I found this poor creature, apparently some terribly malformed waterfowl, perhaps an infant, washed up on the beach a few days ago. It couldn't have lived very long, having apparently no internal organs at all. And of course I immediately thought: Climate change!
I've always described myself as agnostic on the question, but I lean more and more toward skepticism. I suspect this alarmism is going to be laughed at fifty or a hundred years from now. It's not that I don't believe that there has been a warming trend since 1880; if the people who study such things say that's what the measurements show, they're probably right, though I wonder if we really can attribute that much precision to measurements which purport to tell us temperature across the entire surface of the world. I'm willing to believe that human activity is at least partly responsible for it.
But we're talking about less than one Celsius degrees, less than one and a half Fahrenheit degrees. The attribution of all manner of calamities to that amount of change is simply implausible on its face, and the manifestly emotional-religious fervor of the climate change activists, as well as the fact that their proposed responses happen to match what they wanted to do anyway, suggests that skepticism is warranted. It's not a good sign that they now respond to doubters by branding them as Very Bad People, possibly cut from the same cloth as Holocaust deniers, which in turn puts one only a step away from being a Nazi.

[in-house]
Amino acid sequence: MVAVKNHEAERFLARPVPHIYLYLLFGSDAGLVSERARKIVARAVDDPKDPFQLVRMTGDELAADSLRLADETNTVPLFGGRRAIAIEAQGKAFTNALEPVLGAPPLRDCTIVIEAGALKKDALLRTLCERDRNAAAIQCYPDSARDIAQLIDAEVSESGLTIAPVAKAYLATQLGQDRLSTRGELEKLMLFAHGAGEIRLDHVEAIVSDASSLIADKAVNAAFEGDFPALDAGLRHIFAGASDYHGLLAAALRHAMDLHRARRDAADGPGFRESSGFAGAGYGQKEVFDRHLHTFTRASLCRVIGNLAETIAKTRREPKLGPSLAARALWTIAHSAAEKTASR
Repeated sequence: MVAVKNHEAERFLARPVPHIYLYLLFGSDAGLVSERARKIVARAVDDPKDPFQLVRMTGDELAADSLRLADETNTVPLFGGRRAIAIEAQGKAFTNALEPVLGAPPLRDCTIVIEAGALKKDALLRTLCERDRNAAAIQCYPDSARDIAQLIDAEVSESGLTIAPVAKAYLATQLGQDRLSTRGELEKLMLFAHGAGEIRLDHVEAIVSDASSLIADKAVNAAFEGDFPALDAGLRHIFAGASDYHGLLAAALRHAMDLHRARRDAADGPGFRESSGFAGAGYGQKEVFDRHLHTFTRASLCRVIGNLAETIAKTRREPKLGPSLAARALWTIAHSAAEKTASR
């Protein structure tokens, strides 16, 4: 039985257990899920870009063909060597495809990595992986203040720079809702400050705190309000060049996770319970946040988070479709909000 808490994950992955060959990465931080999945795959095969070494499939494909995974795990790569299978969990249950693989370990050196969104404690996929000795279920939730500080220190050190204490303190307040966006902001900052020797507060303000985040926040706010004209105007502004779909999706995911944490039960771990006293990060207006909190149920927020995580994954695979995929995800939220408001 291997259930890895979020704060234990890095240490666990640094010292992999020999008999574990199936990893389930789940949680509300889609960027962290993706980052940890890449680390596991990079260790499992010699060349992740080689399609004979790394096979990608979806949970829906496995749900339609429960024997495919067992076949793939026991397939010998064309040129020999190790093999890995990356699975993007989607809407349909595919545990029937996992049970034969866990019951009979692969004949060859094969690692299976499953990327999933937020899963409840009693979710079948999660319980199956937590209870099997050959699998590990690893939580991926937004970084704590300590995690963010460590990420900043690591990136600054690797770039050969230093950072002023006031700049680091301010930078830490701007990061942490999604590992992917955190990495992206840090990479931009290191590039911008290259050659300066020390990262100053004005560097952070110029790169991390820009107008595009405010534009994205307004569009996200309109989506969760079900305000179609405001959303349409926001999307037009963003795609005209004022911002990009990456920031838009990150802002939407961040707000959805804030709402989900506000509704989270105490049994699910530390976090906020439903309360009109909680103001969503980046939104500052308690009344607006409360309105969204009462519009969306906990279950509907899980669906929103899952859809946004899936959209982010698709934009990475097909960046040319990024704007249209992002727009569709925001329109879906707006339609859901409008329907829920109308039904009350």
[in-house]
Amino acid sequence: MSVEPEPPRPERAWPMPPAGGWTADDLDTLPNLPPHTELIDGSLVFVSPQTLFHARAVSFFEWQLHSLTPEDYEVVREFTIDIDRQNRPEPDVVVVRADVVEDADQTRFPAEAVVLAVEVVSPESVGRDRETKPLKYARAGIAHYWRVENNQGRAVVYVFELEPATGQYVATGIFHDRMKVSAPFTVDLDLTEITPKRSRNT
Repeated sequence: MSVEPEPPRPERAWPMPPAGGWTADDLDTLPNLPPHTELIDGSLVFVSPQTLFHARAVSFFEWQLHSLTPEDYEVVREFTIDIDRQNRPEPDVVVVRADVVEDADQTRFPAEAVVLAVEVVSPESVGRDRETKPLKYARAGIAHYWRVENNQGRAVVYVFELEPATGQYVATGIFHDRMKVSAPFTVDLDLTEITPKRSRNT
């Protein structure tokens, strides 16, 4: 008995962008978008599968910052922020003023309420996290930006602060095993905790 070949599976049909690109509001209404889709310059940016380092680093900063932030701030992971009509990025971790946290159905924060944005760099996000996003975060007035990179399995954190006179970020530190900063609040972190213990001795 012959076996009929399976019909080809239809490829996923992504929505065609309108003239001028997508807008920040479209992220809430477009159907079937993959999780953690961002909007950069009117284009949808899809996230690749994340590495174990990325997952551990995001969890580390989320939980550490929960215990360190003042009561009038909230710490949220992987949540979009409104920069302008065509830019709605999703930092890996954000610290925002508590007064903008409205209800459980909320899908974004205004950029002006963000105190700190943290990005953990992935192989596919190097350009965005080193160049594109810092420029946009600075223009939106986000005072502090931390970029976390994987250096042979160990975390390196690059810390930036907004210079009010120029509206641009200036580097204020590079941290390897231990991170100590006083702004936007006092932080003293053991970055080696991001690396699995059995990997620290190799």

I wonder, too, if anyone really believes we can fine-tune the global climate in the way that seems implied by the clamor for action. Suppose we took some drastic action, and it lowered the global temperature. What if we didn't get it exactly right, and the temperature dropped by .8C from its apparently optimal 1880 level? Wouldn't that be a crisis, too?